Dapper Cadaver is a horror fanatic’s paradise
Peek inside the Madison prop shop where Hollywood buys its dead bodies and try not to scream.
From the outside, Dapper Cadaver is virtually indistinguishable from the other warehouses that dot the industrial space south of Madison’s Beltline Highway. Inside, however, the self-described purveyor of “top-quality death-related and scientific props” is a horror fanatic’s Shangri-La. There are shelves of severed limbs and flayed torsos, and silicone organs smeared with fake blood. Next to a pile of dinosaur bones on the floor, a small open casket contains a dozen or so vintage dolls, as if the porcelain toddler from the “Annabelle” series decided to have a party and invited all her friends. The display case that acts as a counter for the showroom at the front of the warehouse holds nearly 40 replica human, animal and dinosaur skulls in various shapes and sizes. But it’s what happens beyond the showroom that really makes Dapper Cadaver unique.
“If it’s dead or can die, we can make it,” said co-owner BJ Winslow in a 2019 video for entertainment news site Insider.
Winslow and his wife, Eileen, opened Dapper Cadaver in Los Angeles in 2006. Since then, they have provided props for thousands of film and TV productions, including “American Horror Story,” “Breaking Bad,” “Dexter,” “Modern Family” and “Spider-Man: No Way Home.” Remember the charred bodies in “The Revenant”? Dapper Cadaver made them using foam rubber and paint. The severed heads of several “Game of Thrones” characters were made here, too; their faces were added digitally in postproduction.
Made-to-order items make up roughly 75% of Dapper Cadaver’s business. The film and TV industry can move quickly, which often means fabricating props in a rush and shipping them to sets in places like Atlanta, Toronto and Los Angeles. Ironically, that’s where the shop’s Midwest location comes in handy. When the Winslows moved their shop north in 2020 to be closer to Midwest-based family during the pandemic, they gained an advantage from the climate: The foam rubber used to manufacture bodies doesn’t cure as well in higher temperatures and becomes especially problematic on 95 degree days — which are far more common in southern California than Madison.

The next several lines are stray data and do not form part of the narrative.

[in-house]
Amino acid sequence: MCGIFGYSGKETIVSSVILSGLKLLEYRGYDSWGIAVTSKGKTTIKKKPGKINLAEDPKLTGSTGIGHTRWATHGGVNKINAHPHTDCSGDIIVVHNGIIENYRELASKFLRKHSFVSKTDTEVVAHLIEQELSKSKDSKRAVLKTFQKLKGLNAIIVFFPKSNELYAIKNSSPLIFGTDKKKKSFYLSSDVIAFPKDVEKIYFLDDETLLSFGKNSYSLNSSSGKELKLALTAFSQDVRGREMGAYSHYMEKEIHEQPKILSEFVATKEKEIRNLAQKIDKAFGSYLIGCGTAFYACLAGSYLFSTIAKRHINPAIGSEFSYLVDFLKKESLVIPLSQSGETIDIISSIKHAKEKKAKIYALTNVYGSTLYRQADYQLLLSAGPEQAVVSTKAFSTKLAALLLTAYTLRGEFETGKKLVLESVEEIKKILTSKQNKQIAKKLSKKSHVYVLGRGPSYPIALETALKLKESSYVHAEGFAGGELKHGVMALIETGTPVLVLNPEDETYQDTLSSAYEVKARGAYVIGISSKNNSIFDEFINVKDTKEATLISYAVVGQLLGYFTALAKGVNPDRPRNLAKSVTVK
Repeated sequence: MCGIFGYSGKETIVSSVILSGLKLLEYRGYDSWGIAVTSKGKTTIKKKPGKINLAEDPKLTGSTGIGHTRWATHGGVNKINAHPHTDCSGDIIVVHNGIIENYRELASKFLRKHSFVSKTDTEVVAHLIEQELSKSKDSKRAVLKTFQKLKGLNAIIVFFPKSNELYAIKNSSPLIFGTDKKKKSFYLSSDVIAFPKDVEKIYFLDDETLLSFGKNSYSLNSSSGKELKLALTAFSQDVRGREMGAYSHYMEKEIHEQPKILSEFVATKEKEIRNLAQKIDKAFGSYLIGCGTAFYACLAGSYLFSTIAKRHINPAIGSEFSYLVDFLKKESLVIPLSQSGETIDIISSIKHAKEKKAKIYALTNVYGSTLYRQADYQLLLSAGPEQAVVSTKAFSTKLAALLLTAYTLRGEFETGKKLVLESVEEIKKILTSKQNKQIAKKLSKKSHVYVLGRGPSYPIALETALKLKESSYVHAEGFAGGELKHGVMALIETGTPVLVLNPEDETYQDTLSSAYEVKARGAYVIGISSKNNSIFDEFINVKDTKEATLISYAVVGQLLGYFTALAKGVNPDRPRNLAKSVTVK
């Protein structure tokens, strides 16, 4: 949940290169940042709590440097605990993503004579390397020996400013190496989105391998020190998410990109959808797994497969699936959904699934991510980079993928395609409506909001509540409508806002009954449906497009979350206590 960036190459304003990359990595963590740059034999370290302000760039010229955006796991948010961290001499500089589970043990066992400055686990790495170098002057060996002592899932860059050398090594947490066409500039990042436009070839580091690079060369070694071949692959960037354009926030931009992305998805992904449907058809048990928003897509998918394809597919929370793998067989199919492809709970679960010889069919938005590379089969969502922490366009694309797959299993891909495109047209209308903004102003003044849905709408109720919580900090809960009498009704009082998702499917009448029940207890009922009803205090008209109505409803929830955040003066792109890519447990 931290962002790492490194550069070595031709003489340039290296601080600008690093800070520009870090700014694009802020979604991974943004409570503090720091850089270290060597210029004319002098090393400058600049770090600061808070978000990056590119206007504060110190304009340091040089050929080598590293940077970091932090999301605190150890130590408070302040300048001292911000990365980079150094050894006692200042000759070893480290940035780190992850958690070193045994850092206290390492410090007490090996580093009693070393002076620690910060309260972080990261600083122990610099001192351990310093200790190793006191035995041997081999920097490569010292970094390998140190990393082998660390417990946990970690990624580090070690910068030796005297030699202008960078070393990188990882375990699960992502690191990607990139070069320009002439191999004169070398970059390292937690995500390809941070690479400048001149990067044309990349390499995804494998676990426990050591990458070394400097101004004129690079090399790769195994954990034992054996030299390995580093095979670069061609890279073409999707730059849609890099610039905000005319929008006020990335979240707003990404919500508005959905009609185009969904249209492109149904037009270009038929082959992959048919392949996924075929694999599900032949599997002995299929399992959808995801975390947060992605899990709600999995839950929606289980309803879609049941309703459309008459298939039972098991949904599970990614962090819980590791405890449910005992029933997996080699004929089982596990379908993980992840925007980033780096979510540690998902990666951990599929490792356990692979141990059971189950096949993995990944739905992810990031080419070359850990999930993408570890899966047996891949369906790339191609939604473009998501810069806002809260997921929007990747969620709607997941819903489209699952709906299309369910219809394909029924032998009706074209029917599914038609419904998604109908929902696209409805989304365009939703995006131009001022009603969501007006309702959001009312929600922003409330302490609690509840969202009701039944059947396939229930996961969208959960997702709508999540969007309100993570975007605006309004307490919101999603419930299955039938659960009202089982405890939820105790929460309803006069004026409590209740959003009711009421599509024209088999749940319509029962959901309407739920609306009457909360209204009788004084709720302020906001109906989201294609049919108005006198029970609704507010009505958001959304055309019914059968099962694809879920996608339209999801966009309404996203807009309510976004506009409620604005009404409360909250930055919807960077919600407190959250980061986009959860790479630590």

Of course, making death-related props also requires a predilection for the macabre. BJ Winslow grew up next to a cemetery with a mother who wrote ghost stories and threw elaborate Halloween parties. Eileen Winslow thrilled at talking shop with her nurse grandmother and surreptitiously read Stephen King novels beneath the cover of Judy Blume. When the couple met in Los Angeles in 2003, they were newly graduated from college and BJ Winslow was just beginning to make props out of his garage. At one point early in their ventures, the couple had more than 100 Styrofoam headstones in their backyard. When a windstorm carried a 4-foot facsimile of a stone cross into the yard of an unsuspecting neighbor, they decided it was time to open their own shop.
“We sort of joke that someone in our neighborhood had their come-to-Jesus moment,” says Eileen Winslow.
A proliferation of TV crime procedurals in the late 2000s proved a boon for the fledgling business. “Law and Order” was an early client, as was the long-running Fox series “Bones.”
Today, Dapper Cadaver processes roughly 150 orders a month from a variety of clients. Eileen Winslow handles sales and administration while BJ Winslow oversees production. In addition to film and TV clients, the shop also services amusement parks, escape rooms, haunted houses and Halloween parties. They also make training manikins that may feature photorealistic wounds and burns for medical schools, forensic units and first responders. It’s fast-paced and it can be stressful, but the entertainment side is fun and the educational side is meaningful — which keeps things in perspective.
“Like anything else, it’s good to have a self-care routine,” says Eileen Winslow. “If you’re doing education props and you need a little break, do a zombie head, or a witch. It helps to maintain some balance.”
Jeff Oloizia is a contributing writer to Madison Magazine.
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